• ‘That wasn't true, but I didn't contradict her because I knew that would just make things worse.’
      • ‘Since nobody contradicts you (and the goldfish doesn't care) you easily convince yourself that you are ‘on the right lines’.’
      • ‘The guys make my day by saying (and contradicting the lady I spoke to on the phone in the process) they can move the filing cabinet without all the files being removed from it.’
      • ‘No one will dare contradict you or insinuate that you've taken your ideas from others!’
      • ‘The fact that one witness contradicts another witness is just a matter of getting to the facts.’
      • ‘And then the programme totally contradicted him by showing a computer animation in which they illustrated how the structure might have been covered in a mound of earth, as some kind of barrow.’
      • ‘None of these officials has dared to contradict Carter on this.’
      • ‘I could not disagree with him or contradict him without him taking it as a personal attack.’
      • ‘He said it uninhibited by any fear that someone might laugh at or contradict him.’
      • ‘Having said this, lots of people have other experiences which might contradict me here.’
      challenge, oppose, argue against, go against, be at variance with
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    2. 1.2 Be in conflict with.
      ‘the existing layout of the city contradicted the logic of the new centre’
      • ‘He pointed out, however, that the introduction of minimum buyout prices of grain, as the producers want, is not possible, because it contradicts the market logic.’
      • ‘Shortly thereafter, completely contradicting this advice, the ship's captain indicated that he would enter Australian territorial waters and approach Christmas Island.’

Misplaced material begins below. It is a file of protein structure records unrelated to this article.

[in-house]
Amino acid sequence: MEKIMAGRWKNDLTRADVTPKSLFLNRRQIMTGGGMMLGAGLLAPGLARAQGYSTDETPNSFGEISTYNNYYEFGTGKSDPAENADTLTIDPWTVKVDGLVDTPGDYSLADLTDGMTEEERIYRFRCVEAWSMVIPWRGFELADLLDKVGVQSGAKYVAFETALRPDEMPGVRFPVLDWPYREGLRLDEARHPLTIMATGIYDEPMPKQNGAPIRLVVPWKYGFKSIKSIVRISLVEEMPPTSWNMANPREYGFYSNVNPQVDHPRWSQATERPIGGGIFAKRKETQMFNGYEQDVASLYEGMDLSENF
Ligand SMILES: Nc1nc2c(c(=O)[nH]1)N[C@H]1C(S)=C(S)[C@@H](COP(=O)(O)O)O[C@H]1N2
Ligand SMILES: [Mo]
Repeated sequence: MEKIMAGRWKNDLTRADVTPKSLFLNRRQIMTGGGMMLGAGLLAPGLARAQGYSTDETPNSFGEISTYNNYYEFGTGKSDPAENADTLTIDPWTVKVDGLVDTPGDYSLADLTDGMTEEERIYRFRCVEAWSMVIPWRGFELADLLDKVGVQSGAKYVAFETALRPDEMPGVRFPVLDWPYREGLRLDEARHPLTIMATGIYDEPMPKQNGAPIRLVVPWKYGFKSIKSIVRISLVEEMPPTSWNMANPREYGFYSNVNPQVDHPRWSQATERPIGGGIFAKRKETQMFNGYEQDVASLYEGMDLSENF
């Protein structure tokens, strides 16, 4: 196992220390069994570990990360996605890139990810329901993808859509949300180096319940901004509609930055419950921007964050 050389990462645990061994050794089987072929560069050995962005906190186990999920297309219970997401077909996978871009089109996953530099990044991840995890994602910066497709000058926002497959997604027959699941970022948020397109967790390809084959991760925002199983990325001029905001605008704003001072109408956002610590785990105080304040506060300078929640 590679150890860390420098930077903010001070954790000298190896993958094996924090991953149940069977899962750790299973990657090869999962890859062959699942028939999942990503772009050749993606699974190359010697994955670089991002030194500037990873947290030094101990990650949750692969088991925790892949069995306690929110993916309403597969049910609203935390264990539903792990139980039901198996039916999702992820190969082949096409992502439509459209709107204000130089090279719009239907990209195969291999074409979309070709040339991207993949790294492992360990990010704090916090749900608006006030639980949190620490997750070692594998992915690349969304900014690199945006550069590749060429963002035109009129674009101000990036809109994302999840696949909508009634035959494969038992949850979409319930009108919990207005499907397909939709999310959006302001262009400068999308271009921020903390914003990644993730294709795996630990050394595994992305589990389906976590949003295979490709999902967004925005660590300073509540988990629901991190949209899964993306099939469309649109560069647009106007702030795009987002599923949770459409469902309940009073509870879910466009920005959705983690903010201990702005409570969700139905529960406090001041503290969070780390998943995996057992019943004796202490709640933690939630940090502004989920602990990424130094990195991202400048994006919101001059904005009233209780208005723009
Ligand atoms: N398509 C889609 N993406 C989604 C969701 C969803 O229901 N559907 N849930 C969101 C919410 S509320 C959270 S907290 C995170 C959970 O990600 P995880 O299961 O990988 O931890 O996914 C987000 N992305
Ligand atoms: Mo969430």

• ‘These figures, which document an out-of-control war on drugs in the city, contradict the rhetoric we are hearing from all quarters.’
      • ‘I intend to show that Behe's assertion contradicts logic.’
      • ‘Clearly their behavior in the past eight years blatantly contradicts these principles and makes a mockery of their promises.’
      • ‘The teachers and certain people in the administration are extremely closed-minded to any ideas that conflict or contradict their own.’
      • ‘This clearly contradicted previous concerns about competition and conflict with the works of art.’
      • ‘If you can reason from self-evident propositions and not contradict the laws of logic as you reason, anything you deduce can only be true.’
      • ‘That doesn't mean she needs to contradict her own personality by, in turn, copying me.’
      • ‘The main argument against allowing such a defence is that it contradicts the temporal logic of the law.’
      • ‘Expectations that contradict actual experience cause stress for survivors and potential conflicts with family, work, and the medical team.’
      • ‘However, this week the high court contradicts history, logic and law in denying our inalienable right to acknowledge God.’
      • ‘But I can't see how imagination would in any way contradict logic.’
      conflict with, be at odds with, be at variance with, disagree with, be inconsistent with, clash with, run counter to, give the lie to, belie
      View synonyms

Origin

Late 16th century: from Latin contradict- ‘spoken against’, from the verb contradicere, originally contra dicere ‘speak against’.

Pronunciation

contradict

/kɒntrəˈdɪkt/